While sharing major components, overhead cranes are manufactured in a number of configurations based on applications.

EOT (Electric Overhead Traveling) Crane[edit]

EOT cranes are a common type of overhead crane. They are found in many factories and warehouses. These cranes are electrically operated by a control pendant, radio/IR remote pendant, or from an operator cabin attached to the crane.

Rotary overhead crane[edit]

This type of overhead crane has one end of the bridge mounted on a fixed pivot and the other end carried on an annular track; the bridge traverses the circular area beneath. This offers improvement over a jib crane by making possible a longer reach and eliminating lateral strains on the building walls.[5]

Polar crane[edit]

This type of overhead crane has both ends of the bridge mounted on an annular track. The bridge runs to entire diameter of the track, as opposed to just the radius for a rotary crane. Polar cranes are commonly used in containment buildings at nuclear power stations, fitting their circular, steam pressure containing design.[6]


Overhead cranes are commonly used in the refinement of steel and other metals, such as copper and aluminium. At every step of the manufacturing process, until it leaves a factory as a finished product, metal is handled by an overhead crane. Raw materials are poured into a furnace by crane, hot metal is then rolled to specific thickness and tempered or annealed, and then stored by an overhead crane for cooling, the finished coils are lifted and loaded onto trucks and trains by overhead crane, and the fabricator or stamper uses an overhead crane to handle the steel in his factory. The automobile industry uses overhead cranes to handle raw materials. Smaller workstation cranes, such as jib or gantry cranes, handle lighter loads in a work area, such as CNC mill or saw.

Almost all paper mills use bridge cranes for regular maintenance, needing removal of heavy press rolls and other equipment. The bridge cranes are used in the initial construction of paper machines because they make it easier to install the heavy cast iron paper drying drums and other massive equipment, some weighing as much as 70 tons[which?].

Example of an overhead crane being used to lift heavy rolls

In many instances, the cost of a bridge crane can be largely offset with savings from not renting mobile cranes in the construction of a facility that uses a lot of heavy process equipment.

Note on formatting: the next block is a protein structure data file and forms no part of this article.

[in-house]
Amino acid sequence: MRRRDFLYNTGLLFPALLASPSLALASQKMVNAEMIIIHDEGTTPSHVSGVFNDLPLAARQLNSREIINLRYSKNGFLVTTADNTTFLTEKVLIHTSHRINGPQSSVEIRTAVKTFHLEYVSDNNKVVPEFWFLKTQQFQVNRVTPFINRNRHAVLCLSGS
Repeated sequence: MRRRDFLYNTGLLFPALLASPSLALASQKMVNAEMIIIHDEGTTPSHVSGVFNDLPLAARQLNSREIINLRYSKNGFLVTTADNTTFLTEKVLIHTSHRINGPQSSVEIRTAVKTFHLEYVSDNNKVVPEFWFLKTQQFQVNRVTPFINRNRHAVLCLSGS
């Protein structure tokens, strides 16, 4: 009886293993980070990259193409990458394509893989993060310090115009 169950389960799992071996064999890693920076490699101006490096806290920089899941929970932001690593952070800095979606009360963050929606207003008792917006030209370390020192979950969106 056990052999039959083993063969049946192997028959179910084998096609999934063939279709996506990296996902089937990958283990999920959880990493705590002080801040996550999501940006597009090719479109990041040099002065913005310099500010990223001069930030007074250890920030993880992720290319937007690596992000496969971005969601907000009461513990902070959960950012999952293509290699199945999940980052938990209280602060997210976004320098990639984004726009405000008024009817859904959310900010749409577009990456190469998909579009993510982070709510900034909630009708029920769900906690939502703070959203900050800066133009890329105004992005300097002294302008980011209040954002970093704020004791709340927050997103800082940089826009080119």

See also[edit]


  1. ^ "Overhead power travelling crane for the Gun Factory of the Royal Arsenal" The Engineer, 22 September 1876, p219.
  2. ^ "MHI Vision and Mission". MHI. Retrieved 27 April 2014.
  3. ^ a b c Kurrer, Karl-Eugen (2008). The history of the theory of structures: from arch analysis to computational mechanics. Berlin: Ernst & Sohn. pp. 411–415. ISBN 978-3-433-01838-5.
  4. ^ The London Gazette, 1 Feb 1867 (original patent filed on 25 Jan 1854)
  5. ^ Towne, Henry (1883). A treatise on cranes. Stamford, CT: Yale and Towne. p. 129. OCLC 938144. Rotary Bridge Crane...provided with a circular overhead track carrying the outer end of the jib, or rotary bridge. It...avoids the severe lateral strains upon the building and thus dispenses with heavy walls.
  6. ^ https://www.mprnews.org/story/2011/04/15/nuclear-crane-hutchinson
  7. ^ Towne (1883: 124)
  8. ^ "Improved overhead steam traveling crane". Scientific American. XXXI (794). New York. 21 March 1891.


  • ASME B30.2: "Overhead and Gantry Cranes (Top Running Bridge, Single or Multiple Girder, Top Running Trolley Hoist)"
  • ASME B30.17: "Overhead and Gantry Cranes (Top Running Bridge, Single Girder, Underhung Hoist)"
  • ASME B30.11: "Monorails and Underhung Cranes"
  • BS 466: "Specification for Power driven overhead travelling cranes, semi-goliath and goliath cranes for general use" (1984)
  • ISO 4301-5: "Cranes; classification; part 5: overhead travelling and portal bridge cranes" (1991)
  • ISO 8686-5: "Cranes; design principles for loads and load combinations; part 5: overhead travelling and portal bridge cranes" (1992)
  • Indian Standard - 807
  • Indian Standard - 3177
  • Indian Standard -4137
  • FEM 1.001: "Rules for the Design of Hoisting Appliances"

External links[edit]